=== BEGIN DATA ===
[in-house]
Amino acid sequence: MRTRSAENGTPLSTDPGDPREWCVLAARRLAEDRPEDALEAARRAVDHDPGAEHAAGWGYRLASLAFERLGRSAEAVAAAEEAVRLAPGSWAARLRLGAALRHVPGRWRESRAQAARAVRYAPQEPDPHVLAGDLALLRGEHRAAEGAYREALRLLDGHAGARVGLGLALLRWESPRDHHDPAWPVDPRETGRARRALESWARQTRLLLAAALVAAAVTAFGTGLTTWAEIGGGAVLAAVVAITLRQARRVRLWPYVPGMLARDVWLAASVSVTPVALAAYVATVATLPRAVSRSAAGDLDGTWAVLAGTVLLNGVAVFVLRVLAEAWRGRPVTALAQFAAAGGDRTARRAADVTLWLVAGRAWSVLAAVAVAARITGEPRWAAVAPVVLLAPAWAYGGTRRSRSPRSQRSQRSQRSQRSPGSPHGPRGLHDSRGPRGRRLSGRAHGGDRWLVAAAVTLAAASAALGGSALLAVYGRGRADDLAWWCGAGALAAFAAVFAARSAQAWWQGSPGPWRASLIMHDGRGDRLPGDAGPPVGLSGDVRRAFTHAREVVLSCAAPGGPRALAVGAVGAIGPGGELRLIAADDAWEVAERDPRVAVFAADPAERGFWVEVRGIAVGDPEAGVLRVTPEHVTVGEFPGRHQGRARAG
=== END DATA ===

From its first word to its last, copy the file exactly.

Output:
[in-house]
Amino acid sequence: MRTRSAENGTPLSTDPGDPREWCVLAARRLAEDRPEDALEAARRAVDHDPGAEHAAGWGYRLASLAFERLGRSAEAVAAAEEAVRLAPGSWAARLRLGAALRHVPGRWRESRAQAARAVRYAPQEPDPHVLAGDLALLRGEHRAAEGAYREALRLLDGHAGARVGLGLALLRWESPRDHHDPAWPVDPRETGRARRALESWARQTRLLLAAALVAAAVTAFGTGLTTWAEIGGGAVLAAVVAITLRQARRVRLWPYVPGMLARDVWLAASVSVTPVALAAYVATVATLPRAVSRSAAGDLDGTWAVLAGTVLLNGVAVFVLRVLAEAWRGRPVTALAQFAAAGGDRTARRAADVTLWLVAGRAWSVLAAVAVAARITGEPRWAAVAPVVLLAPAWAYGGTRRSRSPRSQRSQRSQRSQRSPGSPHGPRGLHDSRGPRGRRLSGRAHGGDRWLVAAAVTLAAASAALGGSALLAVYGRGRADDLAWWCGAGALAAFAAVFAARSAQAWWQGSPGPWRASLIMHDGRGDRLPGDAGPPVGLSGDVRRAFTHAREVVLSCAAPGGPRALAVGAVGAIGPGGELRLIAADDAWEVAERDPRVAVFAADPAERGFWVEVRGIAVGDPEAGVLRVTPEHVTVGEFPGRHQGRARAG